Popular Mechanics March/April 2021

Discover the latest in technology, engineering, and tools with Popular Mechanics. Plus, get essential advice on your home and car, useful DIY ideas, in-depth explanations on how things work, and more!

United States
10 Issues

in this issue

3 min
1 my pop life

PAIGE SZMODIS Commerce Editor Advocate of the Oxford comma. The Best Thing POP Ever Taught Me How to take care of a castiron skillet. (Cleaning with some soap and water is fine; just make sure it stays dry and well-seasoned afterward!) In 2021, You’ll Find Me… Working toward a master’s degree in Library and Information Science. My Favorite App Moleskine Journey. I was always a paper person, but finally switched to this digital planner so I could access my to-do lists on both my phone and computer. Current Passion Project Teaching myself calligraphy with Speedball’s set of dip pens, inks, nibs, and textbook. Minimal list or Hoarder? I aspire to be more minimalist with pretty much everything besides books and plants, mostly because decluttering and organizing is fun to me! MY WFH ESSENTIAL The Logitech MX Anywhere 2S mouse. A quality mouse is crucial…

2 min
does anyone still make a million-mile car?

MY PARENTS BOUGHT A 2004 VOLVO XC70 because, to them, that brand meant longevity. Part of that perception comes from a well-publicized 1966 P1800S that its sole owner, Irv Gordon, drove more than 3 million miles before he died in 2018. But that 1800—same as other record-high-mileage Lexuses, Chevy trucks, and diesel Mercedes-Benzes—is comparatively analog. It runs on simple, usually interchangeable parts. A skilled mechanic could remove its engine in an hour. Now, the newest Volvos have digital dashboards, radars, and super- and turbocharged small-displacement engines. Like most modern cars, they are complicated miracles of safety and convenience that will last into six-figure mileage without major repairs. But there’s no way that XC70, or any modern Volvo, could last a million miles. Right? I asked Volvo Master Mechanic Nino Gambino to check…

4 min
the most anticipated cars of 2021

LIKE MOST INDUSTRIES, AUTOMOTIVE MANUFACTURING TOOK a beating in 2020. Sales dropped as buyers scaled back spending. Factories struggled to keep assembly lines moving in the face of new safety requirements and supplier disruptions. Since then, however, the automobile has regained its mojo. Daily commuting is still down, but interest in new electric and performance vehicles has helped keep consumer appetite strong. People still need, and want, cars. Of the new models arriving this year, here are five that have our editors’ attention. 2022 SUBARU BRZ Price: $30,000 (est.) | ETA: Fall 2021 The second generation of this fun and eminently tossable little sports car will arrive with added power and chassis tweaks that will make it even more fun and tossable. The BRZ is a collaboration between Subaru and Toyota, which sells…

3 min
power+ expertise

Battery-powered mowers and other tools are revolutionizing lawn care—but getting the right mower and using it correctly are crucial. In a recent test of battery-powered lawnmowers, Popular Mechanics awarded EGO an Editors’ Choice Award. Test Editor Roy Berendsohn said the mower impressed as “a perfect example of how to blend battery and motor technology, software to protect both, correct material choices to provide long-lasting deck and lightweight construction.” With next generation EGO mowers, trimmers and blowers now available, there’s a lot to consider when creating and maintaining a healthy, picture-perfect lawn. PEAK SPRING POWER Using a push mower is the ideal choice for small- to medium-sized lawns and can give the homeowner the precision to cut the enviable striped or diamond pattern by mowing in alternating directions. Grass tends to grow in…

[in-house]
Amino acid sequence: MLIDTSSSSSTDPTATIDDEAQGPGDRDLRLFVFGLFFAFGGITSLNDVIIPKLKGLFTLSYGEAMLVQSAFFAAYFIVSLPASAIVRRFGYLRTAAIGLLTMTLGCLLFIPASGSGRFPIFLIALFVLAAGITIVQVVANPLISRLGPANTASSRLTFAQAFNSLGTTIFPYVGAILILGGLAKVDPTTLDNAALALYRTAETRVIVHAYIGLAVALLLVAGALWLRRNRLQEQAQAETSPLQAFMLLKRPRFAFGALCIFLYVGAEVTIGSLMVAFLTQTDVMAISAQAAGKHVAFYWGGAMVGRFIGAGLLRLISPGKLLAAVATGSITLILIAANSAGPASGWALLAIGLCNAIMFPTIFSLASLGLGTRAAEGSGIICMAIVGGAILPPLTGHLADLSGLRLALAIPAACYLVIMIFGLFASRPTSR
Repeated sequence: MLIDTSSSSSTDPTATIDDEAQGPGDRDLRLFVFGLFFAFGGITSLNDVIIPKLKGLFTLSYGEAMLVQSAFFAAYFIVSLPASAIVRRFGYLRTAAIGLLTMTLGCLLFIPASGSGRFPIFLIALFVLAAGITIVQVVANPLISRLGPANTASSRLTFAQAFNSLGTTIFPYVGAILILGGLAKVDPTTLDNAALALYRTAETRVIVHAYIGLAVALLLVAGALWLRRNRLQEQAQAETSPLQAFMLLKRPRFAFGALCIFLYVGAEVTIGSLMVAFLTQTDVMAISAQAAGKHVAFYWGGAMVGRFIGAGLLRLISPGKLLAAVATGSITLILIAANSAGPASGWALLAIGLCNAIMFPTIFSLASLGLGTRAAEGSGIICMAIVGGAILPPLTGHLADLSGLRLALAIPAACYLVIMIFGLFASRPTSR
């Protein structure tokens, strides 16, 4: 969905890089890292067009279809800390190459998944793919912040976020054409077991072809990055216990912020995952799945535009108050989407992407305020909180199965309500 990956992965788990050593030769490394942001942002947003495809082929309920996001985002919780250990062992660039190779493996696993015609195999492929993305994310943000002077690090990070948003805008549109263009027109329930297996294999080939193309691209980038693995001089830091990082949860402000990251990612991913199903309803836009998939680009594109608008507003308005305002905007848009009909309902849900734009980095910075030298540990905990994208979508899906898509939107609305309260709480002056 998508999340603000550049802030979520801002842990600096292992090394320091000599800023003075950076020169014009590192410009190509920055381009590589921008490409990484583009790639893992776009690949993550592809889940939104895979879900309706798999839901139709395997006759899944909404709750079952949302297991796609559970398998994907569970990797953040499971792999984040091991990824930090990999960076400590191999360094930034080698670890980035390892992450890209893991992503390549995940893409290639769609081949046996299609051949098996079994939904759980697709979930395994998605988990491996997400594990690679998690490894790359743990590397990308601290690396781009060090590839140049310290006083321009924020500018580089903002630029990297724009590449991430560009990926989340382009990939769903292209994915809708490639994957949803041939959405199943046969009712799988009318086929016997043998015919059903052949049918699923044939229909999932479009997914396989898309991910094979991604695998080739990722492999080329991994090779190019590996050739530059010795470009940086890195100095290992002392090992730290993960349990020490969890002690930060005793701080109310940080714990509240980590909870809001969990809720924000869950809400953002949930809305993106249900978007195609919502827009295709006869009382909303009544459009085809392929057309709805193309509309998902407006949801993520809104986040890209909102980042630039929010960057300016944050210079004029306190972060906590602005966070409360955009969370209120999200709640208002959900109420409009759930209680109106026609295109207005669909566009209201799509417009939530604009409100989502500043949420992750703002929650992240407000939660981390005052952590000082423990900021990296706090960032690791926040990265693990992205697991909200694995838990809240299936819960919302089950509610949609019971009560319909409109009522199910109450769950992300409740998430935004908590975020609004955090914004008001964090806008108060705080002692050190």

4 min
why a whiskey’s age isn’t everything

THE WHISKEY WORLD IS BUILT ON LEGacy. Scotch distilleries tout 200-plus-year histories, and stateside producers find roots in the colonial era. Individual batches can be categorized by age statements with the prevailing idea that older whiskies are better. But if you’re still shopping for whiskey based on age statements alone, you’re doing it wrong. Age is one thing, but it’s maturity that really matters. Most whiskies are required to spend a minimum amount of time aging. For Scotch, Irish, and Canadian varieties, that’s three years, whereas the mandate for Japanese whiskies and ryes sits at two. The outlier is bourbon, which can be any age as long as it’s matured in charred, new oak barrels. Most distilleries choose to exceed these time frames by a few years or sometimes longer, depending…

1 min
hacking the whiskey aging process

In 2013, Cleveland Whiskey made headlines for making bourbon in six days. The first expression to reach consumers actually took about six months from start to finish—still, a veritable sprint compared to the traditional technique. Cleveland Whiskey’s secret is a pressurized rapid “aging” method that CEO Tom Lix began developing in 2007. The production includes three months to three years in oak barrels plus the finishing process, which takes about a day. Inside stainless steel tanks, variations in pressure force the bourbon in and out of finishing woods to quickly extract flavors from black cherry, maple, or apple—woods that would not make good aging barrels. Lix’s team isn’t alone. Los Angeles’s Lost Spirits relies on light and heat to speed natural chemical reactions. Other distilleries favor sonic aging, where loud bass-heavy music…